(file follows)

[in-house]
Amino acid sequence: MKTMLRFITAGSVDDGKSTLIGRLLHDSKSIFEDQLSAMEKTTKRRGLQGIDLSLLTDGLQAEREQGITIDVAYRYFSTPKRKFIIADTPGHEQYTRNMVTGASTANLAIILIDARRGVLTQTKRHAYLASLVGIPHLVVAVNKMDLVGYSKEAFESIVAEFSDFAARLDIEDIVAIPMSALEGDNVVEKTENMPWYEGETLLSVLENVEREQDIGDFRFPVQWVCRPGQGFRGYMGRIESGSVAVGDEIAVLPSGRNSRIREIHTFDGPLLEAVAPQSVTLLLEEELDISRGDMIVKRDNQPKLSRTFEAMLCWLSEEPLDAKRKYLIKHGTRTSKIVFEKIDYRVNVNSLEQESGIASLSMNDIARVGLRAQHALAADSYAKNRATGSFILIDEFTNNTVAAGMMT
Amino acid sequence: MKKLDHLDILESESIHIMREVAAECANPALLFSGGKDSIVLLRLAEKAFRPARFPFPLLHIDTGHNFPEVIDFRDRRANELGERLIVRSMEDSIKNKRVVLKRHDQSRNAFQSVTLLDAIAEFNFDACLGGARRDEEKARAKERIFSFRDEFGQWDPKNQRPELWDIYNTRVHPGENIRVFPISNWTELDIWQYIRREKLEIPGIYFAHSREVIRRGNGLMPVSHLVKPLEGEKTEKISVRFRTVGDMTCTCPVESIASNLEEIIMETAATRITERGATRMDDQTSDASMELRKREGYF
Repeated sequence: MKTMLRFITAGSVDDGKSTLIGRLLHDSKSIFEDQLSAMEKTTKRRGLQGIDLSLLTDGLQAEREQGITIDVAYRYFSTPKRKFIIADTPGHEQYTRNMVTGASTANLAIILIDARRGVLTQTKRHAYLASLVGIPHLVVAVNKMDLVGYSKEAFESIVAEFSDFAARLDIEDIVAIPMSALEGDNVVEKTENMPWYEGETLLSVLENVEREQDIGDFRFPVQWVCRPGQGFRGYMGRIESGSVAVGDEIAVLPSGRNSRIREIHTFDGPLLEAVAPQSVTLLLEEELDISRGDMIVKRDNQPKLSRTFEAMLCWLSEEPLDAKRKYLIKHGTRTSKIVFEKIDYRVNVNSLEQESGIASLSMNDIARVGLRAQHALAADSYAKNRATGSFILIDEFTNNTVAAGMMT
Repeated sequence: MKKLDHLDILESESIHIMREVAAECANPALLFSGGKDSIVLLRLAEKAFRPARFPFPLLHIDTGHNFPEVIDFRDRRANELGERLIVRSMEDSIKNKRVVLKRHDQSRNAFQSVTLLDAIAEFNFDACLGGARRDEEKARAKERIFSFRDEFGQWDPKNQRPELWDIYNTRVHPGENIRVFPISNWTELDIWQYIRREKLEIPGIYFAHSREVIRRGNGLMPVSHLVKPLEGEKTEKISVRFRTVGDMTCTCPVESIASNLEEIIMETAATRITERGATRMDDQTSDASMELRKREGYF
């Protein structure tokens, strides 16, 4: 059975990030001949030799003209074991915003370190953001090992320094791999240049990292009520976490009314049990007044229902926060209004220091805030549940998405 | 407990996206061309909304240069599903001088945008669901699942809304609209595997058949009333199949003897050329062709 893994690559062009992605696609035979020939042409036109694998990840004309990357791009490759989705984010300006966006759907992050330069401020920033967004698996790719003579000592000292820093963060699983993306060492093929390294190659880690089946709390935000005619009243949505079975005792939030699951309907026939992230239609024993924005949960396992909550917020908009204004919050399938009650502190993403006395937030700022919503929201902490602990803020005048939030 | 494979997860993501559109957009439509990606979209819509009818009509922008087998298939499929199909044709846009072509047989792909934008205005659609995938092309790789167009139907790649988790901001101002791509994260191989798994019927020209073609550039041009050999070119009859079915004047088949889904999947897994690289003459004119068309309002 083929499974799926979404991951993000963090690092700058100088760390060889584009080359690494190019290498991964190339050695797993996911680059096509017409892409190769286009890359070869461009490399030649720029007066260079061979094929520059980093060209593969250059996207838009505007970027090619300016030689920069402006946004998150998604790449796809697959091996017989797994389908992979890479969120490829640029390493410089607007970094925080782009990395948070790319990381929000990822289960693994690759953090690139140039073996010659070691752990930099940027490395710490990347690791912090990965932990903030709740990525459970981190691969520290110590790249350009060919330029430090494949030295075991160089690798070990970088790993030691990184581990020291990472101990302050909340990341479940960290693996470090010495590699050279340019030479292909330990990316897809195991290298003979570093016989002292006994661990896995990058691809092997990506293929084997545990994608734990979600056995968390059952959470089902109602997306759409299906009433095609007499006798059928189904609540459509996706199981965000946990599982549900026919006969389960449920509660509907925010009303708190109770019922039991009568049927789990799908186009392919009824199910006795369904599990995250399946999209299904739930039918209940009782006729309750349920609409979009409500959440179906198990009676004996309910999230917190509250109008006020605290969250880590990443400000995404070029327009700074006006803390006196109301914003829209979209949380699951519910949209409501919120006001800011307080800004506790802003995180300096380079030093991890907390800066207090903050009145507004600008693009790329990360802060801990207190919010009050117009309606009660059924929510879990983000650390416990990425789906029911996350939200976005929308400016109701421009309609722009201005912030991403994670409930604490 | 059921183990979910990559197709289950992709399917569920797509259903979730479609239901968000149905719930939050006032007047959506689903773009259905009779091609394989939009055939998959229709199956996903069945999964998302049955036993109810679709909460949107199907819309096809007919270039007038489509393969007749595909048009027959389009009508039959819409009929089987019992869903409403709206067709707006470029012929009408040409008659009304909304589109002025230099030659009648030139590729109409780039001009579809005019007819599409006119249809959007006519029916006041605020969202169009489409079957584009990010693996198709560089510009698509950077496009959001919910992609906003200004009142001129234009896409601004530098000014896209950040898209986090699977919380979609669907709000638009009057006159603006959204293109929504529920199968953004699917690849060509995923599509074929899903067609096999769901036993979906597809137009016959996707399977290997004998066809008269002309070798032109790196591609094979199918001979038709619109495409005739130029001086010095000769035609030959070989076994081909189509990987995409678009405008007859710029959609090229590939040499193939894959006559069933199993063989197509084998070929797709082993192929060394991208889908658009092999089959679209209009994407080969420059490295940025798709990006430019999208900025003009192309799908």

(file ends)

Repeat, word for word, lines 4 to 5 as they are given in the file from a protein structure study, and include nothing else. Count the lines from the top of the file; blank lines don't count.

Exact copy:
Repeated sequence: MKTMLRFITAGSVDDGKSTLIGRLLHDSKSIFEDQLSAMEKTTKRRGLQGIDLSLLTDGLQAEREQGITIDVAYRYFSTPKRKFIIADTPGHEQYTRNMVTGASTANLAIILIDARRGVLTQTKRHAYLASLVGIPHLVVAVNKMDLVGYSKEAFESIVAEFSDFAARLDIEDIVAIPMSALEGDNVVEKTENMPWYEGETLLSVLENVEREQDIGDFRFPVQWVCRPGQGFRGYMGRIESGSVAVGDEIAVLPSGRNSRIREIHTFDGPLLEAVAPQSVTLLLEEELDISRGDMIVKRDNQPKLSRTFEAMLCWLSEEPLDAKRKYLIKHGTRTSKIVFEKIDYRVNVNSLEQESGIASLSMNDIARVGLRAQHALAADSYAKNRATGSFILIDEFTNNTVAAGMMT
Repeated sequence: MKKLDHLDILESESIHIMREVAAECANPALLFSGGKDSIVLLRLAEKAFRPARFPFPLLHIDTGHNFPEVIDFRDRRANELGERLIVRSMEDSIKNKRVVLKRHDQSRNAFQSVTLLDAIAEFNFDACLGGARRDEEKARAKERIFSFRDEFGQWDPKNQRPELWDIYNTRVHPGENIRVFPISNWTELDIWQYIRREKLEIPGIYFAHSREVIRRGNGLMPVSHLVKPLEGEKTEKISVRFRTVGDMTCTCPVESIASNLEEIIMETAATRITERGATRMDDQTSDASMELRKREGYF